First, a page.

People make bets in the sports book at the South Point hotel and casino in Las Vegas. Nevada. (John Locher/AP)

People make bets in the sports book at the South Point hotel and casino in Las Vegas. Nevada. (John Locher/AP)

Canada’s proposed sports betting law could generate taxes, protect consumers: experts

A private member’s bill passed by the House of Commons on Thursday would legalize putting money on a single sports game

Canadians should soon be able to place a wager on the outcome of an NHL game thanks to what experts say is an overdue change to the country’s laws on sports betting.

A private member’s bill passed by the House of Commons on Thursday would legalize putting money on a single sports game. Currently, people skirt the law by using offshore betting services to place wagers.

Modernizing the legislation is “long overdue,” said Tom Mayenknecht, a Vancouver-based sports marketing expert.

“It’s impossible in this era to police people betting offshore,” he said. “So this way, it keeps more of the money in Canada, both in terms of where it’s being spent and then secondly, the investment of a share of the proceeds back in the community.”

Canada’s current sports betting legislation is “ancient,” and loosening the rules would be similar to changes the federal government made around cannabis in 2019, said Michael Naraine, an assistant professor of sports management at Brock University.

“Obviously for a very long time, everyone was like `cannabis is bad.’ But people were users of cannabis. It wasn’t that it was just magically removed from the country. People were smoking and using cannabis,” he said.

The federal government changed the laws around cannabis not only to generate tax revenue, but to educate the public on responsible use, too, Naraine said.

“Rather than punishing the consumer who’s already doing it, embrace the activity but do so in a way that you can provide them choice but also, more importantly, education.”

How, exactly, new-look sports betting would work in Canada remains to be seen. If passed by the Senate, Bill C-218 would give the provinces and territories full jurisdiction over single-event betting.

Each province and territory would likely do things slightly differently, said Paul Burns, president and CEO of the Canadian Gaming Association.

Some may run their own betting services while others will dole out licenses to sportsbook companies like FanDuel or DraftKings. A province could also opt for a hybrid model.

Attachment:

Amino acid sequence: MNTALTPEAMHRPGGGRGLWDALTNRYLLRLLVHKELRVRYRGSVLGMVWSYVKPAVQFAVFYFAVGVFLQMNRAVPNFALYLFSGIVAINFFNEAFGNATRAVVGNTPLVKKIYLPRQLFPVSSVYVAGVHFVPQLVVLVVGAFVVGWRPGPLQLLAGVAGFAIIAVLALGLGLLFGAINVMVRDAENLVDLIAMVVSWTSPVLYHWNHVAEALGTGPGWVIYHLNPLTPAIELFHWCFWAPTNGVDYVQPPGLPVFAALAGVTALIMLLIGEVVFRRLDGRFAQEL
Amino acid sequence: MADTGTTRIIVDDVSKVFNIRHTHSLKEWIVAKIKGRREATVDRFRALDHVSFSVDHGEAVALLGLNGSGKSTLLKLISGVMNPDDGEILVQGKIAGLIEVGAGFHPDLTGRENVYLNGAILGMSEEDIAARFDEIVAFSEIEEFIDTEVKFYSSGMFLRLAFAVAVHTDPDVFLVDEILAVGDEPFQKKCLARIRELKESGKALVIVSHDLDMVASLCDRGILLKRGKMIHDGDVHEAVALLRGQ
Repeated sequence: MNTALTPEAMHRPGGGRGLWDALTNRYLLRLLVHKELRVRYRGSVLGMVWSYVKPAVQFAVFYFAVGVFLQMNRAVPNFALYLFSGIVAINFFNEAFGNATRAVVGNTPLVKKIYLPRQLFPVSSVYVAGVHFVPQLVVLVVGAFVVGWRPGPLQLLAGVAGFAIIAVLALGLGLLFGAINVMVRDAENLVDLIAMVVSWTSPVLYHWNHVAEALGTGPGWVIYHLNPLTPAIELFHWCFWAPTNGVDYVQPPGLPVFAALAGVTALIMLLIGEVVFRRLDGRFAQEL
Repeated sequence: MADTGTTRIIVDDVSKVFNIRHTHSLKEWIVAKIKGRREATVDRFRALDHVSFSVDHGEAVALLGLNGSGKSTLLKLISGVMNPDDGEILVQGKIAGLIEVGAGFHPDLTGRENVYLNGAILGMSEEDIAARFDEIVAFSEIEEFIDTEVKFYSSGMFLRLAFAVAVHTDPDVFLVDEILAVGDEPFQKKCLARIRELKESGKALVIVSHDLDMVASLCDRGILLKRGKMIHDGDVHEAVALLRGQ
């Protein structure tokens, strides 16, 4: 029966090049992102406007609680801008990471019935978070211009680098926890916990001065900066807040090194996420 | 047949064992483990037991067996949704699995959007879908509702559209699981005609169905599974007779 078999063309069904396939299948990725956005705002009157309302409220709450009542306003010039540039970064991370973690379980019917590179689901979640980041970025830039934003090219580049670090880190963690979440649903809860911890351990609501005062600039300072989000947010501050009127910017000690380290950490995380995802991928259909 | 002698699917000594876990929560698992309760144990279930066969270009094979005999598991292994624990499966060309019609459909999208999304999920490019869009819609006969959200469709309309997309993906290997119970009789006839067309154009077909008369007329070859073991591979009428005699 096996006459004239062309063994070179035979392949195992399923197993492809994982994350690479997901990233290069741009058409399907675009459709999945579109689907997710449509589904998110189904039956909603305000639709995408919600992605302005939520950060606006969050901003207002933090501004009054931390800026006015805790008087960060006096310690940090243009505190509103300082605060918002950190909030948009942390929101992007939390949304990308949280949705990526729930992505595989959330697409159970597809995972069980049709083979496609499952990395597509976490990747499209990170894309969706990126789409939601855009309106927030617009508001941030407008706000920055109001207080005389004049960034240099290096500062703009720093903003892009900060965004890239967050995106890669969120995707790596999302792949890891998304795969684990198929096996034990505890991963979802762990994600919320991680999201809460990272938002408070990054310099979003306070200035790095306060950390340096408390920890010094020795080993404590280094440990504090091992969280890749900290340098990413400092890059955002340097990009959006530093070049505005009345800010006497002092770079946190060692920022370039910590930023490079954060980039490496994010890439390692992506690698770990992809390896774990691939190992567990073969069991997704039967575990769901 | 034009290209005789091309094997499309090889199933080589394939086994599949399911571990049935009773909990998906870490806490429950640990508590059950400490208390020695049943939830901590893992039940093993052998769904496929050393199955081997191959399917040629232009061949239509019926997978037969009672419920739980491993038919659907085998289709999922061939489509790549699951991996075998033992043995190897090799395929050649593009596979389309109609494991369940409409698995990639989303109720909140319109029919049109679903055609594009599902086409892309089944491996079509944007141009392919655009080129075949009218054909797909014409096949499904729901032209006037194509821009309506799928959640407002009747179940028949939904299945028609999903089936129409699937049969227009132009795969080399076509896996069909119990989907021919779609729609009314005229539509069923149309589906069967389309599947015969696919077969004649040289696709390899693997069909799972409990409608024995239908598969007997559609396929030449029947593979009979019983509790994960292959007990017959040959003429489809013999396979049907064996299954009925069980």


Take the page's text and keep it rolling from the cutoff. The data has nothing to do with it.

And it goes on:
“This allows the regulated industry in Canada to catch up and play on a level playing field,” Burns said.

Currently, Canadians can only place parlay bets that cover multiple games. But that isn’t appealing to many want-to-be bettors, who can turn to about 2,000 offshore websites, many of which are not well regulated, said Burns.

“We get calls to our offices from people who have trouble getting their money out of sites,” he said.

Each year, Canadians are betting about $4 billion through offshore sports books and another $10 billion through operations in Canada run by organized crime, Burns added.

The idea behind parlay betting was that it would help prevent corruption and collusion in professional sports, said Naraine.

“Now sports integrity is a lot more enshrined. We have a lot more confidence in sports integrity,” he said. “We’ve got the numbers, we’ve got the data, we’ve got cameras everywhere. It’s so difficult to be corrupt in sport now.”

The NBA, NHL, MLB, MLS and CFL all signed on to a joint letter last June supporting the changes to legislation.

Mayenknecht said the leagues recognized that single-event sports betting could be a “massive” new source of revenue.

The biggest chunk of cash will come from commissions or licensing fees on the actual wagers, Mayenknecht said, but the leagues will also be looking at future opportunities.

He sees a day in the not-so-distant future when fans will be able to walk up to a window outside an arena or a kiosk on the concourse to place a bet on the outcome of a game. He noted that the Phoenix Suns announced earlier this year that they’re working with FanDuel to create a “betting lounge” in their home arena.

Leagues also know the new legislation will open opportunities for new sponsorships, Naraine said. After exhausting the traditional avenues like official coffee and official vehicle, teams are looking to branch out into new areas like computer technology and ride sharing, he said.

“These are categories that didn’t exist 10 years ago. And one of those categories is also a sports gaming operator,” he said.

One industry knows the impact of Bill C-218 won’t be entirely positive. The new legislation will hurt the horse racing industry, said Jim Lawson, CEO of Woodbine Entertainment.

“There’s no question in my mind, even now, that sports betting is going to cannibalize our mutual wagering dollar in Canada,” he said. “As you let people wager on sports, (the horse racing industry) is going to lose a lot of those customers to sports betting. There’s only so many sports betting dollars available.”